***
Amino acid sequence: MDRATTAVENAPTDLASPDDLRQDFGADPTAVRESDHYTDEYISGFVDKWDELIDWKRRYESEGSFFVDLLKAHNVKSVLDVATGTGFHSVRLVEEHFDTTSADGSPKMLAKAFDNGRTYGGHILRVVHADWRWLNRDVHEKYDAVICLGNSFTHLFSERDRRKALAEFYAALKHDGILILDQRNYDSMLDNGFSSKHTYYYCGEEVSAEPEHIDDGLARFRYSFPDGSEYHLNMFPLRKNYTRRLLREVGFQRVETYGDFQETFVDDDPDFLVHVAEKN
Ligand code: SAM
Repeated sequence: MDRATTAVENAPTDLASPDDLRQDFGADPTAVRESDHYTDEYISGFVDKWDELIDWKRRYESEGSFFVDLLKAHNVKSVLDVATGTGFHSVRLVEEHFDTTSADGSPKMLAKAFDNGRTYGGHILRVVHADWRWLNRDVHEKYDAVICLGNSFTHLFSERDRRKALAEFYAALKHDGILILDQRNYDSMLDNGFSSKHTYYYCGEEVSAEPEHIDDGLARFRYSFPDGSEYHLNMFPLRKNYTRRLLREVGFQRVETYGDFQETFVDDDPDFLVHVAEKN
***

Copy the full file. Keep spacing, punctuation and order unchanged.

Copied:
Amino acid sequence: MDRATTAVENAPTDLASPDDLRQDFGADPTAVRESDHYTDEYISGFVDKWDELIDWKRRYESEGSFFVDLLKAHNVKSVLDVATGTGFHSVRLVEEHFDTTSADGSPKMLAKAFDNGRTYGGHILRVVHADWRWLNRDVHEKYDAVICLGNSFTHLFSERDRRKALAEFYAALKHDGILILDQRNYDSMLDNGFSSKHTYYYCGEEVSAEPEHIDDGLARFRYSFPDGSEYHLNMFPLRKNYTRRLLREVGFQRVETYGDFQETFVDDDPDFLVHVAEKN
Ligand code: SAM
Repeated sequence: MDRATTAVENAPTDLASPDDLRQDFGADPTAVRESDHYTDEYISGFVDKWDELIDWKRRYESEGSFFVDLLKAHNVKSVLDVATGTGFHSVRLVEEHFDTTSADGSPKMLAKAFDNGRTYGGHILRVVHADWRWLNRDVHEKYDAVICLGNSFTHLFSERDRRKALAEFYAALKHDGILILDQRNYDSMLDNGFSSKHTYYYCGEEVSAEPEHIDDGLARFRYSFPDGSEYHLNMFPLRKNYTRRLLREVGFQRVETYGDFQETFVDDDPDFLVHVAEKN